May 27, 2019

Counting Steps

or, How to Live Like an Animal

The sidewalks in our neighborhood are crowded despite the cold because the experts have told us a blizzard is coming after midnight. The computer models predict a foot of snow, or maybe two, who can say, and everyone in New York City is stockpiling milk, bread, and wine because they won’t dare to venture outside tomorrow. The lone exception to this rule will be people like me. One fo...

April 29, 2019


I was 16 when Barty Robbins told me I needed to relax. 

“Tommy,” Barty said. “You’re anxious, and you’re thinking way too much.”

He climbed into the batting cage opposite me.

“And your hands, they’re dragging.”

He paused, and I shifted my weight back and forth.

“You’re anxious,” he repeated. “And that’s making your hands drag through the zone. They’re way too slow.”

He stepped back out of the cage.

“Just relax.”

Later, Barty play...

January 28, 2019

A Recipe for Drinking Life to the Lees

after Tennyson’s “Ulysses”

Wait until after two a.m. to start cooking.

After work, after you and Jax have a few rounds of pineapple rum and sour beers at The Local. After you see Cassandra there, the flesh of her forearm tender-fresh with a tattooed cactus.

After the barman calls last call, sense with a wet fingertip a subtle shift in the headwinds.

Wade from ankle- to waist-deep the summerly...

November 26, 2018

Originally from Arkansas, Charles Green teaches writing at Cornell University. His writing has appeared or is forthcoming in The New England Review, Salt Hill, and Tar River Poetry, among other venues.

Green's nonfiction, “Against Sayings,” was originally published in The Southeast Review Volume 34.2.

Against Sayings

There may be nothing new under the sun, but that doesn’t mean we’ve seen or said it all.

Humans see three primary c...

November 12, 2018

Ashley Caveda received her MFA from The Ohio State University. Her writing has appeared in Monkeybicycle, Ruminate Magazine, and the Southeast Review. She works at Neighborhood Christian Legal Clinic in Indianapolis, telling the stories of others through video production, blogging, and podcasting. Currently, she is writing a YA science fiction novel about a young woman with a disability.

Caveda's nonfiction, “Hail Able Bodies,”...

November 5, 2018

Brandon Lingle's work has appeared in various publications including The American Scholar, Guernica, The Normal School, The North American Review, and New York Times At War. He edits nonfiction for War, Literature, and the Arts. Views are his own. "Tourniquet" was a notable in The Best American Essays 2016.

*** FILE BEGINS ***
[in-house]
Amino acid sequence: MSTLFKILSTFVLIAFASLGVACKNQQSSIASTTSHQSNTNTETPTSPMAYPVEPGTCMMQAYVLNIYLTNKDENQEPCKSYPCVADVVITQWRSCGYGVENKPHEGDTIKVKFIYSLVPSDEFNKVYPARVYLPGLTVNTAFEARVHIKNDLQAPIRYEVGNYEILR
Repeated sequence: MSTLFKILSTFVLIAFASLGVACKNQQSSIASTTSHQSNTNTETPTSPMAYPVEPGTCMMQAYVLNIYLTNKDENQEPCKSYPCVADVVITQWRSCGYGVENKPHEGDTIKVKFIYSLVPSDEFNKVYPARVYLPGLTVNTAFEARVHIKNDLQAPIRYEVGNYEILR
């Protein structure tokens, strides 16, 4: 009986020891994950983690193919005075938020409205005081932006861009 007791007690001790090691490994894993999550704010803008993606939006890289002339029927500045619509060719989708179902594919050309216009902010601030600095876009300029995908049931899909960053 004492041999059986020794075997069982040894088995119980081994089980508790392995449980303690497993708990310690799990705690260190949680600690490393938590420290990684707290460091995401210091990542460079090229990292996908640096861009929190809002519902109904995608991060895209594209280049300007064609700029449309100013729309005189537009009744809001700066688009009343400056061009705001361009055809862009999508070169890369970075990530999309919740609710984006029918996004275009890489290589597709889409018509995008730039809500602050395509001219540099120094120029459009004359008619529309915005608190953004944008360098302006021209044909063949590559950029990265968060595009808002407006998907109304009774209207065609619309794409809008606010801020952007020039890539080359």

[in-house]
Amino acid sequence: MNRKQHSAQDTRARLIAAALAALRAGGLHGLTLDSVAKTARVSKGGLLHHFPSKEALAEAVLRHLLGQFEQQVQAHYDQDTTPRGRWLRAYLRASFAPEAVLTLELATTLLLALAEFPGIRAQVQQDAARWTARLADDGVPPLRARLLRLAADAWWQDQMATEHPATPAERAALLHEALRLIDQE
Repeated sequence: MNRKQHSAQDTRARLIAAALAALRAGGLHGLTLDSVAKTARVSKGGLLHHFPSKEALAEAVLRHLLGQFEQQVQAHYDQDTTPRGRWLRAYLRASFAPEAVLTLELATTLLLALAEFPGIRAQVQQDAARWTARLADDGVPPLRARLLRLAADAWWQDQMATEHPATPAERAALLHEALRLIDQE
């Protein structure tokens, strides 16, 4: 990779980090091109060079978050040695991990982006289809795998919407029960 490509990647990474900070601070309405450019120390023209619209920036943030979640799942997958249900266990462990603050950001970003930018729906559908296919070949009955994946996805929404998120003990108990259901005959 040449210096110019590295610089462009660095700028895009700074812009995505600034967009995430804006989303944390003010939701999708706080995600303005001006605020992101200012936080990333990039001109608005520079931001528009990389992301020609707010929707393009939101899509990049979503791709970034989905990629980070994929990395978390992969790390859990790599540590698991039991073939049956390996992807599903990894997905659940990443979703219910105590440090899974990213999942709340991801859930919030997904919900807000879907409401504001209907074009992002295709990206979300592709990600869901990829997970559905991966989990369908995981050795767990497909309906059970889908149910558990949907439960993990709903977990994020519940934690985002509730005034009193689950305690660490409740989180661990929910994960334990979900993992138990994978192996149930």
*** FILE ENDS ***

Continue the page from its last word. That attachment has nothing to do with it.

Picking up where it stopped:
Lingle's nonfiction, “Tourniquet,” was originally published in The Southeast Review Volume 33.2.



October 29, 2018

Jennifer M. Colatosti lives in Pine Lake, Georgia. She is Assistant Professor of English at Perimeter College at Georgia State University, where she co-chairs the Revival: Lost Southern Voices literary festival. Her fiction and nonfiction have also appeared in The MacGuffin, Sequestrum, Connotation Press: An Online Artifact, The Intentional, and Midwestern Gothic.

Colatosti's nonfiction, “Revolution,” was originally published i...

October 22, 2018

Sari Boren’s essays have been published in Copper Nickel, Lilith Magazine, Alimentum, Hobart, and Pangyrus, among others. She teaches creative nonfiction at Grub Street and co-manages Boston’s Four Stories reading series. Sari is also a museum exhibit developer who’s written exhibit text for dozens of museums across the country. Read more at:

Boren's nonfiction, “Something Like That. Like Nothing,” was originally...

July 23, 2018

Lareign Ward’s work has appeared in Electric Literature, The Mary Sue, Under the Gum Tree, and elsewhere. She’s a Texas native who currently lives in the Pacific Northwest.

Ward's nonfiction, “Two Boyfriends,” was originally published in The Southeast Review Volume 35.2 .

Two Boyfriends

I have both a live boyfriend and a dead boyfriend. 

I don’t see much of either one these days. 

The live one lives two-and-a-half hours away, inclu...

July 9, 2018

Alysia Sawchyn currently lives in Northern Virginia. She is a nonfiction editor for Sweet: A Literary Confection, and her writing has appeared in Fourth Genre, Barrelhouse, Prairie Schooner, and elsewhere. 

Sawchyn's nonfiction, “Phone Sex, Revisited,” was originally published in The Southeast Review Volume 35.2 and was one of our 2017 Pushcart nominees for the 2018 Pushcart anthology.

Phone Sex, Revisited

I don’t often talk abou...

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